When was the last time you were at a restaurant or tried to read a book while wearing your glasses and had to move it to arms length to see clearly? This is a normal phenomenon known as presbyopia. If you are performing near work such as embroidery or handwriting you may feel fatigue or headaches.
An age-related process causes presbyopia. It is generally believed to stem from a gradual loss of flexibility in the natural lens inside your eye. As we grow old the eye loses its power to focus near known as accommodation power.
Eyeglasses with bifocal or progressive addition lenses (PALs) are the most common correction for presbyopia. Bifocal means two points of focus: the main part of the spectacle lens contains a prescription for nearsightedness or farsightedness, while the lower portion of the lens holds the stronger near prescription for close work
Progressive lenses are comparable to bifocal lenses, but they offer a more steady visual transition between the two prescriptions, with no visible lines between them. Some people don’t prefer bifocals or progressives. So instead they get only readers. Only difference is that it will only work when focusing close up.
Another choice is using contact lenses. Either you can use Multi-focal lenses or mono vision lenses. In mono vision lenses one eye uses a distance lens and the other uses a near lens resulting in clear vision both near and far.
The clouding of the eye’s natural lens which is located behind the iris and the pupil is known as cataract. The lens inside our eye works like a camera lens, it helps to focus light at the back of the eye on the retina. It is also used to focus to clear up things when we are looking at them. The lens is usually made of water and protein. The way our eye is, the protein is arranged in such a way that it keeps the lens clear and lets light pass through it. But as we grow old some of the protein may form clusters and clump together and start to cloud a small area of the lens. This is what forms a cataract over time, it may cloud a larger area of the lens, making it harder to see.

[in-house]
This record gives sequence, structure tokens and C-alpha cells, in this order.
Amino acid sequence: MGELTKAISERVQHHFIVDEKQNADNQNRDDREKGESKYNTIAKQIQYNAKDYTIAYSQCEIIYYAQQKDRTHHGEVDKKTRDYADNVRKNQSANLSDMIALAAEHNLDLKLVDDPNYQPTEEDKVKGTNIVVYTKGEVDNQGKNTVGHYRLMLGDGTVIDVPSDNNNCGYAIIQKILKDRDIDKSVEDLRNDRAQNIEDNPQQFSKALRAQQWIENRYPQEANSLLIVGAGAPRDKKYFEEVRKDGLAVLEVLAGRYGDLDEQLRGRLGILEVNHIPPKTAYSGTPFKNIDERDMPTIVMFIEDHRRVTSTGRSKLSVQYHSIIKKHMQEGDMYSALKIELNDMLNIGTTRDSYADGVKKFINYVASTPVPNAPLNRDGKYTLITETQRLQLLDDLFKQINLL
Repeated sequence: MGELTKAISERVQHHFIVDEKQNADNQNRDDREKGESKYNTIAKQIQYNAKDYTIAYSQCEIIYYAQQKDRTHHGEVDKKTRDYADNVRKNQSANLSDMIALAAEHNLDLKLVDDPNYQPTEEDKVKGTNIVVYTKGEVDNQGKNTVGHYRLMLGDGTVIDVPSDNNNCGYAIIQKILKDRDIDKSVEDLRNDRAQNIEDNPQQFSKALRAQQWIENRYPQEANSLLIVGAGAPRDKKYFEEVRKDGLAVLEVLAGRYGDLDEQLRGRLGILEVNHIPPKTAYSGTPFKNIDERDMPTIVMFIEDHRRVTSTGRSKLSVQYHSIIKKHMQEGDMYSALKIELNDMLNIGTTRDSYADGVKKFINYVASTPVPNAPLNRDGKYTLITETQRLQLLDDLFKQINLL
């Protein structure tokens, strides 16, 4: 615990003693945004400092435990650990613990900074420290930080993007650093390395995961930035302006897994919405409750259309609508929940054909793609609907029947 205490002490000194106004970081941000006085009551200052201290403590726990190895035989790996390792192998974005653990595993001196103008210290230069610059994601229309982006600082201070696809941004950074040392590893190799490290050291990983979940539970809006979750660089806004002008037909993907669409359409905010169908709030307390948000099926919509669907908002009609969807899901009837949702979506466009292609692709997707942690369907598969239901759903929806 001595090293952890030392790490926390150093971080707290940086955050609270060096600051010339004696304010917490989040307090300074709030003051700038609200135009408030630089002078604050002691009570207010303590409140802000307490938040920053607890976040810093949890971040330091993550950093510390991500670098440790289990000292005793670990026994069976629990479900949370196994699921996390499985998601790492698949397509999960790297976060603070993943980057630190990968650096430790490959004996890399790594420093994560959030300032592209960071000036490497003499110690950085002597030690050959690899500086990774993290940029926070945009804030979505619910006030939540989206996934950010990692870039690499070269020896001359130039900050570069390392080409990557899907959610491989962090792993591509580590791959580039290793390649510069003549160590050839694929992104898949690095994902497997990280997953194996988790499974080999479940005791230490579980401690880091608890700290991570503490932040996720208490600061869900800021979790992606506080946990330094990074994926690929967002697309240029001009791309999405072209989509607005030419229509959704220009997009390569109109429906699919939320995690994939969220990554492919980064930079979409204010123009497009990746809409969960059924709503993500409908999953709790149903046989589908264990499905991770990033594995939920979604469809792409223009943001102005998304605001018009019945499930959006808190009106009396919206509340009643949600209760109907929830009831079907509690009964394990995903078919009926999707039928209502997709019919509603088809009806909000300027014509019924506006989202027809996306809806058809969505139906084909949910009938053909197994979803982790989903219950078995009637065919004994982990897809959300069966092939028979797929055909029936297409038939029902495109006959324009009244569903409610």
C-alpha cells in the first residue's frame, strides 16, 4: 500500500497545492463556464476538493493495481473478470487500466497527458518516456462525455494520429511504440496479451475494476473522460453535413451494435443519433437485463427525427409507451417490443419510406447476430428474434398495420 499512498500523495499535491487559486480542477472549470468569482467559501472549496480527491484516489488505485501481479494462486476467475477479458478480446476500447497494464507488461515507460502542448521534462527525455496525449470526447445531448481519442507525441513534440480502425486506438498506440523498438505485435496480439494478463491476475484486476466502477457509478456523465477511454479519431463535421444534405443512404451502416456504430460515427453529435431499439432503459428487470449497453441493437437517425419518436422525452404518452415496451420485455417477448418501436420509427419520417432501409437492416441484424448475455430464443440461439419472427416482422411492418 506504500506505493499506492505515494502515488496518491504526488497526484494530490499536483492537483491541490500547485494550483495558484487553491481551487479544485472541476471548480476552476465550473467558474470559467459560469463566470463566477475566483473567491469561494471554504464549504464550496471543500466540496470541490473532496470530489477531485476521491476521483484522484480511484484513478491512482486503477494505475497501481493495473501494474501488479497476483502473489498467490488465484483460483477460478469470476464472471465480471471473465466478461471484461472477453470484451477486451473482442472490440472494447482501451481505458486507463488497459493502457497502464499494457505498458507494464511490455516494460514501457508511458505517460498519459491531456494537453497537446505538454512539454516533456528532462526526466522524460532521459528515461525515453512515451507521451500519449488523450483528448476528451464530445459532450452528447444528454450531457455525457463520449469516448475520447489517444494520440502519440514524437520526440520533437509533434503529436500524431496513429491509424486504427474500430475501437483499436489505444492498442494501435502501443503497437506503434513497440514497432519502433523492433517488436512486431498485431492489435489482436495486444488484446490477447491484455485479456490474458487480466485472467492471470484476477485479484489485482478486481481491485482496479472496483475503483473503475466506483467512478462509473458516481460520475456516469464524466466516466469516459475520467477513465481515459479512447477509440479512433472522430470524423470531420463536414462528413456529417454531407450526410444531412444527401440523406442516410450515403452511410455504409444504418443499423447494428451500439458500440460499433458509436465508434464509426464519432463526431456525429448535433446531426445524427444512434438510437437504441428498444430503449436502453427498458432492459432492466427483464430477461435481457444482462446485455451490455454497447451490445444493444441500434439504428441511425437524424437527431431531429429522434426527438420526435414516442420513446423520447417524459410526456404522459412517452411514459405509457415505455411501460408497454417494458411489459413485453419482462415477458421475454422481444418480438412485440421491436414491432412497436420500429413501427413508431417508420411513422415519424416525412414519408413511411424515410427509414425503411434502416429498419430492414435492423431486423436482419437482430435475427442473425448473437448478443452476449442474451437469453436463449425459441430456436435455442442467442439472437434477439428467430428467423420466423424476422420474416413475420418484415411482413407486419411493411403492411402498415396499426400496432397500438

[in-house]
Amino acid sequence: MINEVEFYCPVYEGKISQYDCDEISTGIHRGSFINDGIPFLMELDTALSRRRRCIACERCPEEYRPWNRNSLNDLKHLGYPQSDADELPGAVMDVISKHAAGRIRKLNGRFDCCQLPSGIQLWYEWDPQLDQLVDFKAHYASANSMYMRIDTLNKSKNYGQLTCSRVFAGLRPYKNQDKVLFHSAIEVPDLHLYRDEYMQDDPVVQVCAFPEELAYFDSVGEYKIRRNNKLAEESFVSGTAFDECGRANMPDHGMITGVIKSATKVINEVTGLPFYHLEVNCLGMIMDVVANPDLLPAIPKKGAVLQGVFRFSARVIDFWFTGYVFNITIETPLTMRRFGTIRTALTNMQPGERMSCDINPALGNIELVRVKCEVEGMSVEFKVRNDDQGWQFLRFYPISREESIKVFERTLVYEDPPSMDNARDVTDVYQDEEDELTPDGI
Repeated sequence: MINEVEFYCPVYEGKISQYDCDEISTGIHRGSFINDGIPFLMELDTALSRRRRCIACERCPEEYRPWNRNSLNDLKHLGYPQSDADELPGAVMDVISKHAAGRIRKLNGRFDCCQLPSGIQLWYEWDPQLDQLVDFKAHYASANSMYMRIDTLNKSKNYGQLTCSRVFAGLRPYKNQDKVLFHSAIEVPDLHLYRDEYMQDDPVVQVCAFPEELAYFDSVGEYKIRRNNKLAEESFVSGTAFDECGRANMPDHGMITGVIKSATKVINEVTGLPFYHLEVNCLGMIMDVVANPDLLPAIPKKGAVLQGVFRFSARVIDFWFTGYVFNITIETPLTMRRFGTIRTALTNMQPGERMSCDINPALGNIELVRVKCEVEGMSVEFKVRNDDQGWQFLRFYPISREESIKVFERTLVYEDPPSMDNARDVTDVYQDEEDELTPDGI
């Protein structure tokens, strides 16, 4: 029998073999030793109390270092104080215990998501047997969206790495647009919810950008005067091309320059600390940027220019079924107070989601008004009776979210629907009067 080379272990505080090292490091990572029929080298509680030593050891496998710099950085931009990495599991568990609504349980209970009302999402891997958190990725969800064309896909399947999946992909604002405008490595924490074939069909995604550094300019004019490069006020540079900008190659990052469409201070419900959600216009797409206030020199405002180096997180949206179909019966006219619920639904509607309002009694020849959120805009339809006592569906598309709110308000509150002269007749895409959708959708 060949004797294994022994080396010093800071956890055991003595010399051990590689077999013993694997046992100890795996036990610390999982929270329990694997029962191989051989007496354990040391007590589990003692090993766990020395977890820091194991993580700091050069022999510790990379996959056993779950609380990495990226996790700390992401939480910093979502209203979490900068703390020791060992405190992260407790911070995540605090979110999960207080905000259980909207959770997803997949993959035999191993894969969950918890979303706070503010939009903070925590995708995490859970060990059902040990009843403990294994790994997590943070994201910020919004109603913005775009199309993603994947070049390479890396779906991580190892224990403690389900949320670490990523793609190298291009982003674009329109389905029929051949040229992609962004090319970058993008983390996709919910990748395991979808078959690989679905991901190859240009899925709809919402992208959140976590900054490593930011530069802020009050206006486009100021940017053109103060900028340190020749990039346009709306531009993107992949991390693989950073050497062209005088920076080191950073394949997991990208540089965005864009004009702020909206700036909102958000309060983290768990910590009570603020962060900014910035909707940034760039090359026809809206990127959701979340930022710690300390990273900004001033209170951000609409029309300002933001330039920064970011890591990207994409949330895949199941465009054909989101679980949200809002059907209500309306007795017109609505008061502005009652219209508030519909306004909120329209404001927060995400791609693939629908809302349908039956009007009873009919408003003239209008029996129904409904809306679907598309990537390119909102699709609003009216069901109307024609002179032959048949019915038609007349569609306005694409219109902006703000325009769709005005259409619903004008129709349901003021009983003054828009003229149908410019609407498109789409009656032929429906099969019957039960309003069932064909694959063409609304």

When symptoms begin to appear, you may be able to improve your vision for a while using new glasses, strong bifocals, magnification, appropriate lighting or other visual aids.Think about surgery when your cataracts have progressed enough to seriously impair your vision and affect your daily life. Many people consider poor vision an inevitable fact of aging, but cataract surgery is a simple, relatively painless procedure to regain vision.
Glaucoma is same as ocular hypertension but with accompanying optic nerve damage and vision loss. It affects around 3 million Americans a year, and 120, 000 become blind because of the condition. In other places in the world treatment is less available and is the leading cause of blindness. There are two major types of glaucoma, chronic or primary open-angle glaucoma and acute closed-angle glaucoma.
Mostly the chronic glaucoma has no warning signs. About half of Americans don’t even know that they have chronic glaucoma. Glaucoma damages your peripheral vision but by the time you notice it, permanent damage has been occurred. Other signs include headaches, blurred vision, difficulty adapting to darkness, or haloes around lights. Chronic glaucoma normally develops after age 35.
Chronic narrow-angle glaucoma, like open-angle glaucoma, can be symptom less until vision loss occurs. Acute angle-closure glaucoma is a medical emergency. If the high pressure is not reduced within hours, it can permanently damage vision. Anyone who experiences its symptoms should immediately contact an ophthalmologist or go to a hospital emergency room. It's difficult to spot signs for congenital glaucoma because the children are too young to understand. If you notice a cloudy, white, hazy, enlarged or protruding eye, consult your eye doctor. Congenital glaucoma occurs more in boys than girls.
That is why it is very important to have a comprehensive eye exam at least once a year.